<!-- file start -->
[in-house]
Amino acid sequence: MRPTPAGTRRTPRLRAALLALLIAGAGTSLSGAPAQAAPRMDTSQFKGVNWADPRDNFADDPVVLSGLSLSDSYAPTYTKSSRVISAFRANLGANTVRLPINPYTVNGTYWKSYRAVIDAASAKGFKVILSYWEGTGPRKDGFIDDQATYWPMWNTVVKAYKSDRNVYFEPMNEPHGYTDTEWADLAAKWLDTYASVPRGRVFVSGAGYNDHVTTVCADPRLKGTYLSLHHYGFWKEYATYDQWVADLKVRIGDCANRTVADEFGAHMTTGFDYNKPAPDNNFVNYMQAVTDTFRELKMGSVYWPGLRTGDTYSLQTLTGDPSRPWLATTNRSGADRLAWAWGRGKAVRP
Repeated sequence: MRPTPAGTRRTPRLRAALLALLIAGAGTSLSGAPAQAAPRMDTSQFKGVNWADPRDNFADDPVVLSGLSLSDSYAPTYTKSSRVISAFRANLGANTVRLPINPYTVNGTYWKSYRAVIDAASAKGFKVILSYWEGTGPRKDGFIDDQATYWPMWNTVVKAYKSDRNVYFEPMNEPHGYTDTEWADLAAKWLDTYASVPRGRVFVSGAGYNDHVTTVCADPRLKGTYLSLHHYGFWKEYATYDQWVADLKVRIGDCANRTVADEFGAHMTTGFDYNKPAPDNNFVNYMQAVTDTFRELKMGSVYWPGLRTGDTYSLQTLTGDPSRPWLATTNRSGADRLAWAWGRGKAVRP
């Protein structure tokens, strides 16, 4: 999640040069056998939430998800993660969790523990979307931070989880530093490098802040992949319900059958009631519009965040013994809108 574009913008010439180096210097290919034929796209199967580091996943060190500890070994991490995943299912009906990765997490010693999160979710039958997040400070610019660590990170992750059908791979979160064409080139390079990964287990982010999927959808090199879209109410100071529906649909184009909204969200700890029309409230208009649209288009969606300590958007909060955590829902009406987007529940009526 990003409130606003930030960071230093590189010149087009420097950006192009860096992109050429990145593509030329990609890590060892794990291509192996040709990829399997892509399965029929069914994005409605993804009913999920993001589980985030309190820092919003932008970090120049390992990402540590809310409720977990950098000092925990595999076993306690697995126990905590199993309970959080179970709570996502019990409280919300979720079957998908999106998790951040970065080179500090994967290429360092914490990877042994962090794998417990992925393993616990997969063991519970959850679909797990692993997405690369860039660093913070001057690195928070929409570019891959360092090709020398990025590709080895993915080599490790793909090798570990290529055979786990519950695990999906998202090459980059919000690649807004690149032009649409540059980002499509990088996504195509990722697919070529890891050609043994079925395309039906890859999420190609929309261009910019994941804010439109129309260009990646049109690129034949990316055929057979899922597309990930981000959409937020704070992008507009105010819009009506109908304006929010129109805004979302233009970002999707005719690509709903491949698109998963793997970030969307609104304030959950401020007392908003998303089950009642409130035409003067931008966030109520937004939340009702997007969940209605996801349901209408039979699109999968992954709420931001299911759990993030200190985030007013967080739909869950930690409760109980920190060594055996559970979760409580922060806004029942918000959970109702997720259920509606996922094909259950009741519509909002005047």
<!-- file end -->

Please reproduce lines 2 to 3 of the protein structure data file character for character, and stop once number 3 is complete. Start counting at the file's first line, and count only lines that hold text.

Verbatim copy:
Amino acid sequence: MRPTPAGTRRTPRLRAALLALLIAGAGTSLSGAPAQAAPRMDTSQFKGVNWADPRDNFADDPVVLSGLSLSDSYAPTYTKSSRVISAFRANLGANTVRLPINPYTVNGTYWKSYRAVIDAASAKGFKVILSYWEGTGPRKDGFIDDQATYWPMWNTVVKAYKSDRNVYFEPMNEPHGYTDTEWADLAAKWLDTYASVPRGRVFVSGAGYNDHVTTVCADPRLKGTYLSLHHYGFWKEYATYDQWVADLKVRIGDCANRTVADEFGAHMTTGFDYNKPAPDNNFVNYMQAVTDTFRELKMGSVYWPGLRTGDTYSLQTLTGDPSRPWLATTNRSGADRLAWAWGRGKAVRP
Repeated sequence: MRPTPAGTRRTPRLRAALLALLIAGAGTSLSGAPAQAAPRMDTSQFKGVNWADPRDNFADDPVVLSGLSLSDSYAPTYTKSSRVISAFRANLGANTVRLPINPYTVNGTYWKSYRAVIDAASAKGFKVILSYWEGTGPRKDGFIDDQATYWPMWNTVVKAYKSDRNVYFEPMNEPHGYTDTEWADLAAKWLDTYASVPRGRVFVSGAGYNDHVTTVCADPRLKGTYLSLHHYGFWKEYATYDQWVADLKVRIGDCANRTVADEFGAHMTTGFDYNKPAPDNNFVNYMQAVTDTFRELKMGSVYWPGLRTGDTYSLQTLTGDPSRPWLATTNRSGADRLAWAWGRGKAVRP